Birth order and gender : differential parental investment in Medieval England and France in the eleventh, twelfth, and thirteenth centuries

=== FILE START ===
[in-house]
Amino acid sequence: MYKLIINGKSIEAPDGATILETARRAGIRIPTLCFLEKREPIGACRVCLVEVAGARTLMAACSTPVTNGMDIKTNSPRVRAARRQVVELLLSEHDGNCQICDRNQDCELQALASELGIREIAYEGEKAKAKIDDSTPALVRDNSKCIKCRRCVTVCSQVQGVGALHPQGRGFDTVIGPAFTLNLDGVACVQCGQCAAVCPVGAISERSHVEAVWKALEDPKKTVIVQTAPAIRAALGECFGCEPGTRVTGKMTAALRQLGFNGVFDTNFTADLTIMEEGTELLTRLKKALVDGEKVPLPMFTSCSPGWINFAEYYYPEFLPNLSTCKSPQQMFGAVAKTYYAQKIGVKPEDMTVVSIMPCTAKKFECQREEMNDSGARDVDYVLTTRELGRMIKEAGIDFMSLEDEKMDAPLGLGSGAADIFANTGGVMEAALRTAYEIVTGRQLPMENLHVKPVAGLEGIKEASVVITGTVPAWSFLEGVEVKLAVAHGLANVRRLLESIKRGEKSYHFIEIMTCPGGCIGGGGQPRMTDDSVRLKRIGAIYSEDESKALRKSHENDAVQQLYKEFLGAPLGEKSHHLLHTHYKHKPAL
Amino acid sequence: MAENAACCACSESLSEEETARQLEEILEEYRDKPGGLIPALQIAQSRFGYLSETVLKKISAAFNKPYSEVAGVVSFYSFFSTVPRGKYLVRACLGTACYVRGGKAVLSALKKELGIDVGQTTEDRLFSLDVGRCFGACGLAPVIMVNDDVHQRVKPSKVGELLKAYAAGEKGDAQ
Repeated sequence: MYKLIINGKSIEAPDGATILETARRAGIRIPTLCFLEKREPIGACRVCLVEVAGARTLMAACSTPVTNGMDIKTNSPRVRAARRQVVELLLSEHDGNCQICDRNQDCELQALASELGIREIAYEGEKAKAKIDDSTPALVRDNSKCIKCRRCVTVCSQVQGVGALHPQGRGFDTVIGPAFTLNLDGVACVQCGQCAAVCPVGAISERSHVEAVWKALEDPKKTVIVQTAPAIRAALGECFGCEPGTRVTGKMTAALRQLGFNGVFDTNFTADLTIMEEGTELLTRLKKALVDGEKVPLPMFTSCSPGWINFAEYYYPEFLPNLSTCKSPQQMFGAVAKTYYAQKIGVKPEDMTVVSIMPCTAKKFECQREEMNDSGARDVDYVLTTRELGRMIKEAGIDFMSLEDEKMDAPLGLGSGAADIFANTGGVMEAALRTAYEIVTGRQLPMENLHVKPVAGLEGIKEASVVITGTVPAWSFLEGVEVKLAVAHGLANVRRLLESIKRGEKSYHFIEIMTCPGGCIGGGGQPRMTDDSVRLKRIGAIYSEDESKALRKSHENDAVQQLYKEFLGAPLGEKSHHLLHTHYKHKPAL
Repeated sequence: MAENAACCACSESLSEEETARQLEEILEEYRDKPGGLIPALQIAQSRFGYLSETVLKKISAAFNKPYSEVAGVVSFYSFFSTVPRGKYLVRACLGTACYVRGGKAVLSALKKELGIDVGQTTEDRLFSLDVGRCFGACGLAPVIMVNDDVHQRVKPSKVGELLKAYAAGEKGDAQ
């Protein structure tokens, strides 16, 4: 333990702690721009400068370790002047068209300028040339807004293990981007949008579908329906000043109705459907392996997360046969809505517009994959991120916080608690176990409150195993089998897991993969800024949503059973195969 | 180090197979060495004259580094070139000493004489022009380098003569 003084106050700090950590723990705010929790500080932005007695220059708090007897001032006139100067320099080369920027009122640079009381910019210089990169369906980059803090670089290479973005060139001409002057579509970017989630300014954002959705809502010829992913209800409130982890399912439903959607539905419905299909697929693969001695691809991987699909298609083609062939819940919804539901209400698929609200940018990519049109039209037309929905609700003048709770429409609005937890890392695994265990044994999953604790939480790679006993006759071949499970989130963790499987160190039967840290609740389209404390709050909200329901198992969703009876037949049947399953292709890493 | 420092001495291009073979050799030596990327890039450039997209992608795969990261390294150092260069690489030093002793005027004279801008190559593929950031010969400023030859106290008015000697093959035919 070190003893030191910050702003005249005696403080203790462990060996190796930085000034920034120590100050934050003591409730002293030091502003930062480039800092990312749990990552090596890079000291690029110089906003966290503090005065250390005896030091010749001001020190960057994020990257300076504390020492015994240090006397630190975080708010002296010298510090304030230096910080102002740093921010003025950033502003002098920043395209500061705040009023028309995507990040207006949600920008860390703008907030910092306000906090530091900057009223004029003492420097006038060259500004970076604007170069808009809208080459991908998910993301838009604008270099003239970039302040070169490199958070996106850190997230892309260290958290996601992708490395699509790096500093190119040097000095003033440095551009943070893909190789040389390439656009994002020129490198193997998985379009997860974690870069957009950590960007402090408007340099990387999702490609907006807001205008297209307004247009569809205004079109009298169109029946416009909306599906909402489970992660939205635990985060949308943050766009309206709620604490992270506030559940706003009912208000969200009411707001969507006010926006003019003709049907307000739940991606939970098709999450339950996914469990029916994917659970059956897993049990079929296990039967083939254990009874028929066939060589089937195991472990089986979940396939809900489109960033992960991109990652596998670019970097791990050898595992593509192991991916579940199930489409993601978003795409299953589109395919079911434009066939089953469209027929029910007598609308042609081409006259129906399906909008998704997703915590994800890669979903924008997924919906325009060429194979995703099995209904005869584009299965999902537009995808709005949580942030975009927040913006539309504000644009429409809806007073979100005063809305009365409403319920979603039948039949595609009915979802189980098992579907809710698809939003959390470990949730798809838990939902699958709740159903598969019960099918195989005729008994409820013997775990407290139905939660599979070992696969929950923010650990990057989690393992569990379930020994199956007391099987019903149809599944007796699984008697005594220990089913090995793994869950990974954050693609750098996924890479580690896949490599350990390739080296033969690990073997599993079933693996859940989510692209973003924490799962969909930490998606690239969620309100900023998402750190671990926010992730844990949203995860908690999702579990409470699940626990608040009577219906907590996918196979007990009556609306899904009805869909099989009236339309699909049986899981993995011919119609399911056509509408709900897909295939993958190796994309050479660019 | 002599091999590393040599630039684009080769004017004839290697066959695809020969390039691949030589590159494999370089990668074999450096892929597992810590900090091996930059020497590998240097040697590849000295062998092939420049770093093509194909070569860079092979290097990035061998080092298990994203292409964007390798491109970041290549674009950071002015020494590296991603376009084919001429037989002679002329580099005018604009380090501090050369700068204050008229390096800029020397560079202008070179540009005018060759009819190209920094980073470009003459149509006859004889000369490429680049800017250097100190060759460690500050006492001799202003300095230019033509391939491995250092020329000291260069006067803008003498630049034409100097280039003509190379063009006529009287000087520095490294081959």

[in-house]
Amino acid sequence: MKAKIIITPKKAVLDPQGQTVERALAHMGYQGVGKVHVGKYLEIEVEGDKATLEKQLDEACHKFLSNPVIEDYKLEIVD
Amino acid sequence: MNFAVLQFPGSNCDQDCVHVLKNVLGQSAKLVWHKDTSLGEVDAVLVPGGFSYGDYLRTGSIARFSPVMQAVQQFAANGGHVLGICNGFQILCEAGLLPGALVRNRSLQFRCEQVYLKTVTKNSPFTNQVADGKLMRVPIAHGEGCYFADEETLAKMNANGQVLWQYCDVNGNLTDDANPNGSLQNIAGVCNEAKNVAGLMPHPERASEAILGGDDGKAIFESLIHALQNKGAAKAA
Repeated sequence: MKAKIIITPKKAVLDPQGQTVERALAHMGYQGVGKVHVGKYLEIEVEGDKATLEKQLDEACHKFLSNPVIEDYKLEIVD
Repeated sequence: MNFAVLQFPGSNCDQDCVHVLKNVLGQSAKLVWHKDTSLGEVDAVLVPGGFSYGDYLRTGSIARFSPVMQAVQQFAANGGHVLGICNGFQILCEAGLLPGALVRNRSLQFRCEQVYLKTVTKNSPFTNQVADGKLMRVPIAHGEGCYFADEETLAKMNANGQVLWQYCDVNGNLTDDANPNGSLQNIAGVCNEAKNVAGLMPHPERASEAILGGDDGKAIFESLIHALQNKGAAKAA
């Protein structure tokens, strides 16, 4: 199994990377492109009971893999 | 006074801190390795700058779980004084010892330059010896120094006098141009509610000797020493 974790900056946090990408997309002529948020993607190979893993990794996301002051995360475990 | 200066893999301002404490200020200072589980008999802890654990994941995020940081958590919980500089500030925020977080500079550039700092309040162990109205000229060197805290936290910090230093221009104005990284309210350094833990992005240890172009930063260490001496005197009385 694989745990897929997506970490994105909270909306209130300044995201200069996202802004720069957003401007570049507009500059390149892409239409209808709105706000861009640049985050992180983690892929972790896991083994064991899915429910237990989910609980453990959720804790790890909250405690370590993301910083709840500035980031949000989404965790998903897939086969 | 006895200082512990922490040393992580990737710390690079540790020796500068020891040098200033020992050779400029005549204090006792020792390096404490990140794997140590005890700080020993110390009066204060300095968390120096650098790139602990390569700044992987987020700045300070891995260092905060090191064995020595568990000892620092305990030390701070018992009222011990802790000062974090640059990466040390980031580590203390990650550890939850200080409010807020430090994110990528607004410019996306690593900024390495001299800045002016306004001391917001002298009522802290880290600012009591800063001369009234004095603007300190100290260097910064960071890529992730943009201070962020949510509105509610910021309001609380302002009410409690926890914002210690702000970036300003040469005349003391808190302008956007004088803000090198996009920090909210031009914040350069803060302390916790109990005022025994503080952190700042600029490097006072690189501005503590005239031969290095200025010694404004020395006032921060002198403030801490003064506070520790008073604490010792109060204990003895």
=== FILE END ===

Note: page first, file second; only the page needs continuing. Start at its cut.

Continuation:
This dissertation addresses the question: will parents invest differently in their children based on gender and birth order? Using parental investment theory and four major sets of outcome variables--child survival, parental investment (through wealth, land, and titles), marriage, and reproductive success--this question will be examined in an historic population, medieval England and France in the eleventh, twelfth, and thirteenth centuries. The results presented in this dissertation shows that parents were willing to invest in their offspring differentially with a preference for sons over daughters and older children over younger children. Historic populations provide a microcosm in which to study human behavior. The findings in this dissertation have implications for both evolutionary ecology and evolutionary demography.
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